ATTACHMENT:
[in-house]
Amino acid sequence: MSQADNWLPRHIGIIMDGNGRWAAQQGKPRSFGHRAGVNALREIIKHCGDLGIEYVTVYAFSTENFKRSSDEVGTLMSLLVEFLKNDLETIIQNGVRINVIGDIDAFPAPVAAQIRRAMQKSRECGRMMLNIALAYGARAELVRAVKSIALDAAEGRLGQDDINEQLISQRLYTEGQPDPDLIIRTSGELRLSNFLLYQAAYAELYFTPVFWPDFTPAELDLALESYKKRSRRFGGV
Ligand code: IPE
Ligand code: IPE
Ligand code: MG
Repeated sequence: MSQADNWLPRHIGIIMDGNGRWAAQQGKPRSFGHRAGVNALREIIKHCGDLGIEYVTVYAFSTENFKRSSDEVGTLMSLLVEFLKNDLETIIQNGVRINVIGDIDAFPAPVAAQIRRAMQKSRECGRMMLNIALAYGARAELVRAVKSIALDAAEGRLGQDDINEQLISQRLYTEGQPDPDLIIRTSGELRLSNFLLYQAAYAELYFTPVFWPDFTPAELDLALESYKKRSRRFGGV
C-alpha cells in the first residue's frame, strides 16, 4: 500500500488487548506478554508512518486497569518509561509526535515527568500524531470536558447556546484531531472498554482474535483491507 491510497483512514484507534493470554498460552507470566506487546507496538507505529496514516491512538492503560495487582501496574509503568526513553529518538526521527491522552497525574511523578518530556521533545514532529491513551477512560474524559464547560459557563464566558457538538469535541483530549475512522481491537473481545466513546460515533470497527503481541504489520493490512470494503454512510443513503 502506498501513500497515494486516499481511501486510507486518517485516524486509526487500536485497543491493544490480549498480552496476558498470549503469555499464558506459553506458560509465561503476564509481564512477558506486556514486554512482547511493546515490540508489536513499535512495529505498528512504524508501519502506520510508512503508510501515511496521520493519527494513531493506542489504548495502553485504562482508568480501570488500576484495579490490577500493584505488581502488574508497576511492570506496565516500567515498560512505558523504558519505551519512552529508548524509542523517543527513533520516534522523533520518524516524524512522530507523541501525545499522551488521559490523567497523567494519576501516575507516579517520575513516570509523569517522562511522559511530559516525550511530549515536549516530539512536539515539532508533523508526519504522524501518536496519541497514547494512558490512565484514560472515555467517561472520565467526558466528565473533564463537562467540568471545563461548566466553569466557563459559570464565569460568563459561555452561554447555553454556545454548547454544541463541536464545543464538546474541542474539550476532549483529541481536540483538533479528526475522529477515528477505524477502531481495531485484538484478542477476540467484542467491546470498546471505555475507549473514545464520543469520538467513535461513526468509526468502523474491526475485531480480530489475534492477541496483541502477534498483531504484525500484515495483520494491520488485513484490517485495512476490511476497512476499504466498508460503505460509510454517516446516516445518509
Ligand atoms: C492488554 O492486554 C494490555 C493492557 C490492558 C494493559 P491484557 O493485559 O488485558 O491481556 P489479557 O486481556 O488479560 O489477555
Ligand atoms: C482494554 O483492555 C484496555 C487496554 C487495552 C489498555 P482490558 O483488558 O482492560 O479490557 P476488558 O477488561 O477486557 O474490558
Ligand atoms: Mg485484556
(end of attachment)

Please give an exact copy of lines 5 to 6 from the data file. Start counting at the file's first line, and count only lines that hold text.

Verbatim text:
Ligand code: MG
Repeated sequence: MSQADNWLPRHIGIIMDGNGRWAAQQGKPRSFGHRAGVNALREIIKHCGDLGIEYVTVYAFSTENFKRSSDEVGTLMSLLVEFLKNDLETIIQNGVRINVIGDIDAFPAPVAAQIRRAMQKSRECGRMMLNIALAYGARAELVRAVKSIALDAAEGRLGQDDINEQLISQRLYTEGQPDPDLIIRTSGELRLSNFLLYQAAYAELYFTPVFWPDFTPAELDLALESYKKRSRRFGGV